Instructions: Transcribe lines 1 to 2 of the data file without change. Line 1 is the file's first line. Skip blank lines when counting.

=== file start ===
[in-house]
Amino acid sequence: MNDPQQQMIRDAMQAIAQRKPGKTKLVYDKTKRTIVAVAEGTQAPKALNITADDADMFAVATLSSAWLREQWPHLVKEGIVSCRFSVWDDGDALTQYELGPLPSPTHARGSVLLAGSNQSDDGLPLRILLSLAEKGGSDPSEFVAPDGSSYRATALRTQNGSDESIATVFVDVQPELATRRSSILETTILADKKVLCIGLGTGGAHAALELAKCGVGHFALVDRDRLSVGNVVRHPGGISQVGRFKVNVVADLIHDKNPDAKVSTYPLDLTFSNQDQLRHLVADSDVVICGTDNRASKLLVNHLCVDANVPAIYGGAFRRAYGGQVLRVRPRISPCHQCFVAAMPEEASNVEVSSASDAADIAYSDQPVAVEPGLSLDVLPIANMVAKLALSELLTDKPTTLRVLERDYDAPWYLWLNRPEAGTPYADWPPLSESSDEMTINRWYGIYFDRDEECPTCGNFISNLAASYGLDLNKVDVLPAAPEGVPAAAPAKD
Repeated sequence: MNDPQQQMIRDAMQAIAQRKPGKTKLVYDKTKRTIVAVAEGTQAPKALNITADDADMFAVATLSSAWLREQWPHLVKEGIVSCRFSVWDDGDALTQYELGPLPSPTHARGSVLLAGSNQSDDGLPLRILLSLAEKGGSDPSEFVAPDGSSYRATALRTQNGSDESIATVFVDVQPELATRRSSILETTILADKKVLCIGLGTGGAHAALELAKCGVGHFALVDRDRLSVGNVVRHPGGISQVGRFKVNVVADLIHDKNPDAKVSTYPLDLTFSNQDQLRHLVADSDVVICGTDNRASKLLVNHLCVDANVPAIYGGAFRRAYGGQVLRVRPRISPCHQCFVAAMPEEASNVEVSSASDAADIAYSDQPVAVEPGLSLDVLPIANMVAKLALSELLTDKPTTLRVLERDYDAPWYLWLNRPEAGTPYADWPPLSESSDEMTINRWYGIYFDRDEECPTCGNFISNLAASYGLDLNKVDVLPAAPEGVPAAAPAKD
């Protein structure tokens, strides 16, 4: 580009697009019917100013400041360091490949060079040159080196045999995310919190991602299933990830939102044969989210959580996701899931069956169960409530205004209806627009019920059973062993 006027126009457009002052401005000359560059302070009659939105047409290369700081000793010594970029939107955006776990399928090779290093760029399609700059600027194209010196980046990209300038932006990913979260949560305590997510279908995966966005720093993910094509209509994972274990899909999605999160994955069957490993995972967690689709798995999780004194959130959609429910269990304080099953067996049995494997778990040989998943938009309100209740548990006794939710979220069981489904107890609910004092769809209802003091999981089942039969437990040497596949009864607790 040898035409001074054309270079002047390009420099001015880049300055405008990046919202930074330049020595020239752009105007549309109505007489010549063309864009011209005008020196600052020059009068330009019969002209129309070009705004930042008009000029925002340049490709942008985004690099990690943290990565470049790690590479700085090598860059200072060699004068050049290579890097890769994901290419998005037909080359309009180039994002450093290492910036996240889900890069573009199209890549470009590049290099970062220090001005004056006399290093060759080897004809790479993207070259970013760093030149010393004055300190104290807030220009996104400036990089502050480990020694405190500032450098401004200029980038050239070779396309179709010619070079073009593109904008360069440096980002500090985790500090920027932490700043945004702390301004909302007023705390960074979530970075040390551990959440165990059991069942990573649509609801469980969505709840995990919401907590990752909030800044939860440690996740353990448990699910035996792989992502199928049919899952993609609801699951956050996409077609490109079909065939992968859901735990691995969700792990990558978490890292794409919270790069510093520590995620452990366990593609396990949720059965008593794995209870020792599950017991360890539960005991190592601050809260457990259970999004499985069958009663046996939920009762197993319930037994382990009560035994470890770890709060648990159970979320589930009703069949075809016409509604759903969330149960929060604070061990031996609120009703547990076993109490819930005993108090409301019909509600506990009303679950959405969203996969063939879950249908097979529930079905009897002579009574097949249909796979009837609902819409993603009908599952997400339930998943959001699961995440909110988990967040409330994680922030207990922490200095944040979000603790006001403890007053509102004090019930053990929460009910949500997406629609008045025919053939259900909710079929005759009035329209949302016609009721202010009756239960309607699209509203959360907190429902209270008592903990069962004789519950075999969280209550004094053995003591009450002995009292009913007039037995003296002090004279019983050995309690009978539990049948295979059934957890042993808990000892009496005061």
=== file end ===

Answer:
[in-house]
Amino acid sequence: MNDPQQQMIRDAMQAIAQRKPGKTKLVYDKTKRTIVAVAEGTQAPKALNITADDADMFAVATLSSAWLREQWPHLVKEGIVSCRFSVWDDGDALTQYELGPLPSPTHARGSVLLAGSNQSDDGLPLRILLSLAEKGGSDPSEFVAPDGSSYRATALRTQNGSDESIATVFVDVQPELATRRSSILETTILADKKVLCIGLGTGGAHAALELAKCGVGHFALVDRDRLSVGNVVRHPGGISQVGRFKVNVVADLIHDKNPDAKVSTYPLDLTFSNQDQLRHLVADSDVVICGTDNRASKLLVNHLCVDANVPAIYGGAFRRAYGGQVLRVRPRISPCHQCFVAAMPEEASNVEVSSASDAADIAYSDQPVAVEPGLSLDVLPIANMVAKLALSELLTDKPTTLRVLERDYDAPWYLWLNRPEAGTPYADWPPLSESSDEMTINRWYGIYFDRDEECPTCGNFISNLAASYGLDLNKVDVLPAAPEGVPAAAPAKD